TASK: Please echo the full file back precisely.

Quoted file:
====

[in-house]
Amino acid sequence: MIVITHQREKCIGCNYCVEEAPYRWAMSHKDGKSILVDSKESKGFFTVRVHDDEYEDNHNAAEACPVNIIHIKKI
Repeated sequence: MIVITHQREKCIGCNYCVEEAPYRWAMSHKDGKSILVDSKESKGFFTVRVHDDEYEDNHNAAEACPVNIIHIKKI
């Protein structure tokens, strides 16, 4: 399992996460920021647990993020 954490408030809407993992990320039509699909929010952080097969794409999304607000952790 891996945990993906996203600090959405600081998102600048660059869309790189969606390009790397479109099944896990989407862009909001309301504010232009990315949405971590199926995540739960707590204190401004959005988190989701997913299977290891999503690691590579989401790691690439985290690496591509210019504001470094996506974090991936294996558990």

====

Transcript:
[in-house]
Amino acid sequence: MIVITHQREKCIGCNYCVEEAPYRWAMSHKDGKSILVDSKESKGFFTVRVHDDEYEDNHNAAEACPVNIIHIKKI
Repeated sequence: MIVITHQREKCIGCNYCVEEAPYRWAMSHKDGKSILVDSKESKGFFTVRVHDDEYEDNHNAAEACPVNIIHIKKI
């Protein structure tokens, strides 16, 4: 399992996460920021647990993020 954490408030809407993992990320039509699909929010952080097969794409999304607000952790 891996945990993906996203600090959405600081998102600048660059869309790189969606390009790397479109099944896990989407862009909001309301504010232009990315949405971590199926995540739960707590204190401004959005988190989701997913299977290891999503690691590579989401790691690439985290690496591509210019504001470094996506974090991936294996558990």